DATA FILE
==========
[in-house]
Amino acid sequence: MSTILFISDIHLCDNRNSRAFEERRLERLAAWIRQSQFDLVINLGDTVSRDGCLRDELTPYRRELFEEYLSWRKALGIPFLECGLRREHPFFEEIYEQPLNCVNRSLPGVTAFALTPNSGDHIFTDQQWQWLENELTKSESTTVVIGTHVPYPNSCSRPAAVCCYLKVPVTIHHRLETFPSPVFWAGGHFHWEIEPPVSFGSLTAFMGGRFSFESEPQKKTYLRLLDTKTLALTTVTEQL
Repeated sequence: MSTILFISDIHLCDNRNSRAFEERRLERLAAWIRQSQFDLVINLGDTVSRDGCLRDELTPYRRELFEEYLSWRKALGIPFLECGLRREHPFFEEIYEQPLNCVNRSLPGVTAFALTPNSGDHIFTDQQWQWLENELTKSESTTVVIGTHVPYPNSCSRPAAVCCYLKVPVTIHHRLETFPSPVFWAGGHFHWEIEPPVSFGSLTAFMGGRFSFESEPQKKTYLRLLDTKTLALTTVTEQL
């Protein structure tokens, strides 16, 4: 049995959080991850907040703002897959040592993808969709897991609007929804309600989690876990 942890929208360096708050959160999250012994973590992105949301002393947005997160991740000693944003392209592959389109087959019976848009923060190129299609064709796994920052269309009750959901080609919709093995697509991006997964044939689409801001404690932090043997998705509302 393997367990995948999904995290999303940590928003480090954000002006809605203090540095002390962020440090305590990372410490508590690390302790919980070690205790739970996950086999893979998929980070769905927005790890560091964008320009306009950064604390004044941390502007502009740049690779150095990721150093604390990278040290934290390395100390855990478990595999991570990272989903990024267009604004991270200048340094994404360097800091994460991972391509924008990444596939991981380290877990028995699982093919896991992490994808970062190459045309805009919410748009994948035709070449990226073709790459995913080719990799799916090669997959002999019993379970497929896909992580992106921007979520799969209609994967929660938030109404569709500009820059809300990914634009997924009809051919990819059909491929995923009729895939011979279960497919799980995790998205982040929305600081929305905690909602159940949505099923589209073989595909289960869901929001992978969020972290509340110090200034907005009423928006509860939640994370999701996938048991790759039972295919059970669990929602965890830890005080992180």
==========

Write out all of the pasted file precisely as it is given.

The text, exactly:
[in-house]
Amino acid sequence: MSTILFISDIHLCDNRNSRAFEERRLERLAAWIRQSQFDLVINLGDTVSRDGCLRDELTPYRRELFEEYLSWRKALGIPFLECGLRREHPFFEEIYEQPLNCVNRSLPGVTAFALTPNSGDHIFTDQQWQWLENELTKSESTTVVIGTHVPYPNSCSRPAAVCCYLKVPVTIHHRLETFPSPVFWAGGHFHWEIEPPVSFGSLTAFMGGRFSFESEPQKKTYLRLLDTKTLALTTVTEQL
Repeated sequence: MSTILFISDIHLCDNRNSRAFEERRLERLAAWIRQSQFDLVINLGDTVSRDGCLRDELTPYRRELFEEYLSWRKALGIPFLECGLRREHPFFEEIYEQPLNCVNRSLPGVTAFALTPNSGDHIFTDQQWQWLENELTKSESTTVVIGTHVPYPNSCSRPAAVCCYLKVPVTIHHRLETFPSPVFWAGGHFHWEIEPPVSFGSLTAFMGGRFSFESEPQKKTYLRLLDTKTLALTTVTEQL
């Protein structure tokens, strides 16, 4: 049995959080991850907040703002897959040592993808969709897991609007929804309600989690876990 942890929208360096708050959160999250012994973590992105949301002393947005997160991740000693944003392209592959389109087959019976848009923060190129299609064709796994920052269309009750959901080609919709093995697509991006997964044939689409801001404690932090043997998705509302 393997367990995948999904995290999303940590928003480090954000002006809605203090540095002390962020440090305590990372410490508590690390302790919980070690205790739970996950086999893979998929980070769905927005790890560091964008320009306009950064604390004044941390502007502009740049690779150095990721150093604390990278040290934290390395100390855990478990595999991570990272989903990024267009604004991270200048340094994404360097800091994460991972391509924008990444596939991981380290877990028995699982093919896991992490994808970062190459045309805009919410748009994948035709070449990226073709790459995913080719990799799916090669997959002999019993379970497929896909992580992106921007979520799969209609994967929660938030109404569709500009820059809300990914634009997924009809051919990819059909491929995923009729895939011979279960497919799980995790998205982040929305600081929305905690909602159940949505099923589209073989595909289960869901929001992978969020972290509340110090200034907005009423928006509860939640994370999701996938048991790759039972295919059970669990929602965890830890005080992180």